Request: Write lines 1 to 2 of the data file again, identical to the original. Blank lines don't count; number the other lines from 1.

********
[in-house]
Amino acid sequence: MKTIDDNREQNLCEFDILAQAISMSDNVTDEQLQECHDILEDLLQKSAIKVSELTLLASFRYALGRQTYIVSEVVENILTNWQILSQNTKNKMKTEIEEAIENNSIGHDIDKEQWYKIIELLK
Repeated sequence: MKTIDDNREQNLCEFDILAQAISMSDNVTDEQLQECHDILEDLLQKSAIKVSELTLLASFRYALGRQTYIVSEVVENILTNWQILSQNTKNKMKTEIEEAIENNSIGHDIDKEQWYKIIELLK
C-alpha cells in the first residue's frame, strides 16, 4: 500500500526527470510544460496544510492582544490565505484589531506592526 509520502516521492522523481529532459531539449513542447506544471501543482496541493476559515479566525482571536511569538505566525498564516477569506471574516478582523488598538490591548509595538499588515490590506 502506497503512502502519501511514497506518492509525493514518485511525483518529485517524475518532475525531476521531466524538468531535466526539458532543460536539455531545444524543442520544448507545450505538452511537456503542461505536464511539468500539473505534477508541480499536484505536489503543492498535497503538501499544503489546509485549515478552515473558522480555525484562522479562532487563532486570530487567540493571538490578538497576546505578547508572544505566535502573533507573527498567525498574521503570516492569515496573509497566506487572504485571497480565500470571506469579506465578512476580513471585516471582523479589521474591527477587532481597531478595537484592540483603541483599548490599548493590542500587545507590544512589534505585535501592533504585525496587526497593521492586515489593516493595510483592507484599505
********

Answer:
[in-house]
Amino acid sequence: MKTIDDNREQNLCEFDILAQAISMSDNVTDEQLQECHDILEDLLQKSAIKVSELTLLASFRYALGRQTYIVSEVVENILTNWQILSQNTKNKMKTEIEEAIENNSIGHDIDKEQWYKIIELLK